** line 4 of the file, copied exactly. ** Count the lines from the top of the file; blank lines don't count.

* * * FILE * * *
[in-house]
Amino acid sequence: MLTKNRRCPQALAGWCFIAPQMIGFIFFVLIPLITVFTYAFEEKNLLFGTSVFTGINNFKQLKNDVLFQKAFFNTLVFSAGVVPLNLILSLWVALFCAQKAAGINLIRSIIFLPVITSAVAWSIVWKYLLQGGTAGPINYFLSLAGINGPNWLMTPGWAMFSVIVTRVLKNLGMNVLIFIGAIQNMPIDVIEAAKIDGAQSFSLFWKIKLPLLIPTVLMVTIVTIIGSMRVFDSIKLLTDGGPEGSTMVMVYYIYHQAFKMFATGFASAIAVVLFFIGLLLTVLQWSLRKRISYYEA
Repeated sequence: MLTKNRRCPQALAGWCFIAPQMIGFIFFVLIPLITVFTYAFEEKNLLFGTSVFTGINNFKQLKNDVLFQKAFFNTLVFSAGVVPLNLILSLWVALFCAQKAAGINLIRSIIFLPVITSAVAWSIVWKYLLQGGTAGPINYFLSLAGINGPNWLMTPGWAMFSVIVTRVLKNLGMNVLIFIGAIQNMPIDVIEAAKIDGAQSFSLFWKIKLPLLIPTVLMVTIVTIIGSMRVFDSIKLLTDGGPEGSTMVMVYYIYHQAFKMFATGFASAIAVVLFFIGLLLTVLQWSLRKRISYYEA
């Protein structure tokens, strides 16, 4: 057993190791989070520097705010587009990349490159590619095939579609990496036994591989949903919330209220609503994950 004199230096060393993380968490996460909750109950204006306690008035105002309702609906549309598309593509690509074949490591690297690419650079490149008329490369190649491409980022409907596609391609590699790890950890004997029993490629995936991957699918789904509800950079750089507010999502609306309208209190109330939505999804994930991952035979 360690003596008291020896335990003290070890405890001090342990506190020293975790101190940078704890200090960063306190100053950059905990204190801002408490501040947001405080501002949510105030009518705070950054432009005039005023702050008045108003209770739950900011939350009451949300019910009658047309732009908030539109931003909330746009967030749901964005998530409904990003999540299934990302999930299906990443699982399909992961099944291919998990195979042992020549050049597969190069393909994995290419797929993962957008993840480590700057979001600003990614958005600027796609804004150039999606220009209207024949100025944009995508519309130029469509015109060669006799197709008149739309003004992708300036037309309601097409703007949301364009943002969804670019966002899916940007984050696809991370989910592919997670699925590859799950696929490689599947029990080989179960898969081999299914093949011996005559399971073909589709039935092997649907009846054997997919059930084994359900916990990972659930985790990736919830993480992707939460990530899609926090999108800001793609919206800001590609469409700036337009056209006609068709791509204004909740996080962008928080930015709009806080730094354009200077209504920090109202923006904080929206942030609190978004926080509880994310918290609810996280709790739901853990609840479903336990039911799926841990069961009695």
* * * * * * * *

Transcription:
């Protein structure tokens, strides 16, 4: 057993190791989070520097705010587009990349490159590619095939579609990496036994591989949903919330209220609503994950 004199230096060393993380968490996460909750109950204006306690008035105002309702609906549309598309593509690509074949490591690297690419650079490149008329490369190649491409980022409907596609391609590699790890950890004997029993490629995936991957699918789904509800950079750089507010999502609306309208209190109330939505999804994930991952035979 360690003596008291020896335990003290070890405890001090342990506190020293975790101190940078704890200090960063306190100053950059905990204190801002408490501040947001405080501002949510105030009518705070950054432009005039005023702050008045108003209770739950900011939350009451949300019910009658047309732009908030539109931003909330746009967030749901964005998530409904990003999540299934990302999930299906990443699982399909992961099944291919998990195979042992020549050049597969190069393909994995290419797929993962957008993840480590700057979001600003990614958005600027796609804004150039999606220009209207024949100025944009995508519309130029469509015109060669006799197709008149739309003004992708300036037309309601097409703007949301364009943002969804670019966002899916940007984050696809991370989910592919997670699925590859799950696929490689599947029990080989179960898969081999299914093949011996005559399971073909589709039935092997649907009846054997997919059930084994359900916990990972659930985790990736919830993480992707939460990530899609926090999108800001793609919206800001590609469409700036337009056209006609068709791509204004909740996080962008928080930015709009806080730094354009200077209504920090109202923006904080929206942030609190978004926080509880994310918290609810996280709790739901853990609840479903336990039911799926841990069961009695």